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Re: Microsoft and the two great blunders

From: Costin Cozianu <c_cozianu_at_hotmail.com>
Date: Wed, 24 Dec 2003 16:40:08 -0800
Message-ID: <bsdbmu$c7iot$1@ID-152540.news.uni-berlin.de>


Alfredo Novoa wrote:
> Costin Cozianu <c_cozianu_at_hotmail.com> wrote in message news:<bsavog$bg13t$1_at_ID-152540.news.uni-berlin.de>...
>
>

>>Well, if you want to hold to the relational orthodoxy, you ought to call 
>>those relvar. But to make it clear we'll call them table, shall we ?

>
>
> I don't see anything clearer in table. Table value or table variable?
>

Table. Everybody and their grandmo know what a table is. Fore you, it is a relvar.But grandmo doesn't know what a relvar is.

>>Now let's further consider that the table EMPLOYEE stores all the tuples 
>>that have the type EMPLOYEE%ROWTYPE (using SQL terms, i.e. the type of 
>>the tuples).

>
>
> Tuples have a tuple type, scalars have a scalar type. If you want to
> represent a scalar value with a tuple value you need a type redesign.
> You may use a monadic tuple or an n-adic tuple.
>

Where monadic is the incorrect name for unary tuple ? In modern computer science the terms monads and monadic have a very specific usage. A relation is a set of tuples. Therefore a table may store all the values of a certain tuple type.

Probably you say there should be a distinction between a table with one column of type EMPLOYEE%ROWTYPE, and a table with n columns such as firstName, lastName, salary, etc -- all the components of EMPLOYEE%ROWTYPE.

This distinction is not even worth bothering to discuss, and a carefully designed relational DBMS would be able to skip over the differences.

>

>>I'm waiting for someone to make the case why would that be such a big deal ?

>
>
> It is not a big deal.
>

So then the great blunder, it's not such a big deal, or is it ?

>

>>Quite nice. But according to D&D types are sets of values. Well, then a 
>>relation is a set of value.

>
>
> According to D&D and many other people, types can be viewed as sets of
> values associated to sets of operators.

Not unless they've written one more edition of The Third Manifesto where they corrected their mistakes.

Here's a reference for you:
http://www.hughdarwen.freeola.com/TheThirdManifesto.web/D.GRM

As you may see, the user who declares a type has no mean to properly express a set of operators as integral part of the type definition.

Your definition "sets of values associated to sets of operators" is equally unsatisfactory. Does it mean that the definition of operators is integral part of type definition ?

Or to make it easier for you to express, here's an example from TTM:

TYPE PLANE_FIGURE ... ; TYPE ELLIPSE

	IS PLANE_FIGURE
	   POSSREP { A LENGTH, B LENGTH, CTR POINT };

The dots in PLANE_FIGURE definition belong to D&D. I suspect that the whole purpose why they are there is simply because they don't know what should be there in their place.

Now, I wonder what you or anyone would replace those dots with, within the framework established by D&D, so that it makes any sense whatsoever. But if the framework is so weak that it can't even deal with this much it should be either reformed or discarded altogether.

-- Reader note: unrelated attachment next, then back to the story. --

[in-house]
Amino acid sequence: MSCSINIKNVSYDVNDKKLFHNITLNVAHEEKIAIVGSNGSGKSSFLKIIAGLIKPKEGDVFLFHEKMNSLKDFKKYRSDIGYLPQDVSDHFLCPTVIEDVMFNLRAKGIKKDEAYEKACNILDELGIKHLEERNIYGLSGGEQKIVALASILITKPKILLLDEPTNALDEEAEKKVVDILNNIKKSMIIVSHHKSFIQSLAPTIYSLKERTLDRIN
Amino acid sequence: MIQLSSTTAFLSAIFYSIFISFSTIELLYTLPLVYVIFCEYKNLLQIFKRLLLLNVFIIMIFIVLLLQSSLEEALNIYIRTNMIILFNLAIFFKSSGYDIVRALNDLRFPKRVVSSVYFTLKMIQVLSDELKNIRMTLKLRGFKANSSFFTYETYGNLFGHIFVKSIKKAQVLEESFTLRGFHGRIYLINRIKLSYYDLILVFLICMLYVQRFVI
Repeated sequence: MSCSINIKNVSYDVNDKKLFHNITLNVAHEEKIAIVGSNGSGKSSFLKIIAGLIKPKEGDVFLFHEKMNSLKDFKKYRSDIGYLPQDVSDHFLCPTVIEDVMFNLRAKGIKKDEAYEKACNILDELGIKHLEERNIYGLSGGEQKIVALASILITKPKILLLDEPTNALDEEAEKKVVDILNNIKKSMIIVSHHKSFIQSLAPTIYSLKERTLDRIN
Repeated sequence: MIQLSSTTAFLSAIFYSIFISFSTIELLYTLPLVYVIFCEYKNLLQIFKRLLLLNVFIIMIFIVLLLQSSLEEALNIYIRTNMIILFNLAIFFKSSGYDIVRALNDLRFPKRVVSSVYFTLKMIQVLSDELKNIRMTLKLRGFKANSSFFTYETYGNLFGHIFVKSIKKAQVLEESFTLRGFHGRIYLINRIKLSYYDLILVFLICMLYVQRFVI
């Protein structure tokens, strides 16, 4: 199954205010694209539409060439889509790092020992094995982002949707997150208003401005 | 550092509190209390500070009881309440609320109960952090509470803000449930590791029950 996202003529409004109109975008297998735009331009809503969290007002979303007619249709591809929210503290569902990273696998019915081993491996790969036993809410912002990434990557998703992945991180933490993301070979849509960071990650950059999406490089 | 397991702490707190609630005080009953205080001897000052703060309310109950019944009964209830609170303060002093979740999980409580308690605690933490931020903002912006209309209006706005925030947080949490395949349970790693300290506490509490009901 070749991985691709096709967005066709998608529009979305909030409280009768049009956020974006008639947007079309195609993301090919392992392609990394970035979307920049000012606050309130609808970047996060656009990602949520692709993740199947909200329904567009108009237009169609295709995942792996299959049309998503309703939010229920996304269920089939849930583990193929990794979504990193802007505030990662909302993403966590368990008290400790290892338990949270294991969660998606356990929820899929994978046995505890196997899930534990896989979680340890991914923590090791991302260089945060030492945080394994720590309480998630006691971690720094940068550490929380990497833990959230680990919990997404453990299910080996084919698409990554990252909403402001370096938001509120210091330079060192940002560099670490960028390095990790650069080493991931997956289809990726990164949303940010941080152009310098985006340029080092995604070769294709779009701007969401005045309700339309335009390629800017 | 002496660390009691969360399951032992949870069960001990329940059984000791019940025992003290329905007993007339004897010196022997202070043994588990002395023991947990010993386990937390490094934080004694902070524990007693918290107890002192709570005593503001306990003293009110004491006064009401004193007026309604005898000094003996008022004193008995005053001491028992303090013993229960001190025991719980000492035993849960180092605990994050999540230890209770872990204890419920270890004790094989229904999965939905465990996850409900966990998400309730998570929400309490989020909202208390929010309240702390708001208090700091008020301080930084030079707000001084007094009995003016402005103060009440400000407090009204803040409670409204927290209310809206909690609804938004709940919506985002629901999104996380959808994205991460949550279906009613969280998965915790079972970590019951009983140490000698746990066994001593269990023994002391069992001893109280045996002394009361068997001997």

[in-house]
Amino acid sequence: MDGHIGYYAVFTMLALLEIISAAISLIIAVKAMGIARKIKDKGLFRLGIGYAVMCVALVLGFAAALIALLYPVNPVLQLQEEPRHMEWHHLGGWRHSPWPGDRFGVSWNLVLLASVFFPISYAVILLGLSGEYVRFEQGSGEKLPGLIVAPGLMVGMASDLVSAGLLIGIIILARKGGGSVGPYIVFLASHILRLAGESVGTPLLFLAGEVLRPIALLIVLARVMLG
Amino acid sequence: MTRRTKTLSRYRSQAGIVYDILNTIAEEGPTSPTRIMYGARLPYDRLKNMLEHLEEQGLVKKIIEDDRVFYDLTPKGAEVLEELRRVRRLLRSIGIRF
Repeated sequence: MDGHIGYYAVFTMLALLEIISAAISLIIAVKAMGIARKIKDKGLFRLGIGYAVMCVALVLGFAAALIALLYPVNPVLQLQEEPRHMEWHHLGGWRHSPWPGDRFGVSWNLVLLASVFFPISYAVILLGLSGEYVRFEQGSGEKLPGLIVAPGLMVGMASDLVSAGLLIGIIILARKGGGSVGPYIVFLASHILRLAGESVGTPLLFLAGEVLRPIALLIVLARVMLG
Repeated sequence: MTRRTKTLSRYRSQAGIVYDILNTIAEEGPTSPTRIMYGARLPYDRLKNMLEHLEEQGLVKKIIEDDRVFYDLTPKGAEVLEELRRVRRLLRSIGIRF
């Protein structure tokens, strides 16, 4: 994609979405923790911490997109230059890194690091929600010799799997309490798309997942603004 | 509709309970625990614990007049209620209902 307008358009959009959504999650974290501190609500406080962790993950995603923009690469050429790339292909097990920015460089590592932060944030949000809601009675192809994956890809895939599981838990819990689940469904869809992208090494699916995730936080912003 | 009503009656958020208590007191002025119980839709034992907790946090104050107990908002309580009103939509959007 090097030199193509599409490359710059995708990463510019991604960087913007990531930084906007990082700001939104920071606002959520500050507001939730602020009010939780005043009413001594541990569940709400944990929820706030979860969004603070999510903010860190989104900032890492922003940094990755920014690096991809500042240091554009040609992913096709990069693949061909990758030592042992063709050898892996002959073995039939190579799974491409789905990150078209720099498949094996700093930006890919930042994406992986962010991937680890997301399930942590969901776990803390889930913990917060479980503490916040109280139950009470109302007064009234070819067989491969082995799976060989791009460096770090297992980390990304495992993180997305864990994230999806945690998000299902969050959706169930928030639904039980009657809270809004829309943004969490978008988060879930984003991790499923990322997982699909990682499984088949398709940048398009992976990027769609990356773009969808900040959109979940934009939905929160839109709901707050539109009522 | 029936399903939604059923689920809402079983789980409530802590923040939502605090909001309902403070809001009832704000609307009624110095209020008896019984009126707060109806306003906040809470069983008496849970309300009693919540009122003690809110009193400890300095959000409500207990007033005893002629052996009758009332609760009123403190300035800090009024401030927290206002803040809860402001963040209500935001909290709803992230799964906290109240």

> On the other hand, a relation
> is an individual constant. But the "great blunder" is to confuse types
> with relation variables, not whith relations (values).

Nobody is confusing anything.

And this is no blunder. Most people *map* entity-types to tables. I.E. for every entity type found during analysis, they typically create a table in the relational schema to store values of that type.

> Another common
> mistake is to confuse values with variables all the time.
>

I think a lot of people got confused by the lack of formalism in TTM, the lack of a practical formal system (implementation ) to play with and understand all the practical implication of D&D proposals.

>

>>According to proper type theory, a type is much more, of course.

>
>
> According to D&D too.
>

Not at all. See the above example. To tell you frankly, I doubt that anyone has an exact (meaning formal) idea what a type really is, according to D&D.

>

>>For lack of better things to do, people think that if they throw 
>>Microsoft and a couple of relational orthodoxy together, they've got a 
>>valid point.

>
>
> It is not only against relational correction, it is against most
> fundamental data management principles.
>

Like ? Can you name one data management principle that the poewpoint, I suspect, is against ?

> The "Persistence Layer" approach leads to manage data in the
> applications using network structures, to move from declarative code
> to procedural code and to use DBMSes as mere file managers.
>

Move from what declarative code, to what procedural code ?

I frankly was able to use a "persistence layer" without dealing with any network structures whatsoever, but then there are also bad examples in the Java world.

Since the powerpoint is about a future Microsoft product, which you probably haven't studied yet, the criticisim is invalid.

> That's the big deal. It is a return to the stone age.
>

Return to stone age from where ? Where were you or Microsoft from that matter so that a powerpoint will return you to stone age. I suspect you were in some place better ?

> Microsoft kept away from this nonsense until now, that was reason
> because I posted the link.
>
>

Oh, common. Comp.database.theory has become a place where to unleash our rage against powerpoints ?

It would be a much better effort to prove that something else can be done instead.

> Regards
> Alfredo

Cheers and merry Christmas,
Costin Received on Wed Dec 24 2003 - 18:40:08 CST

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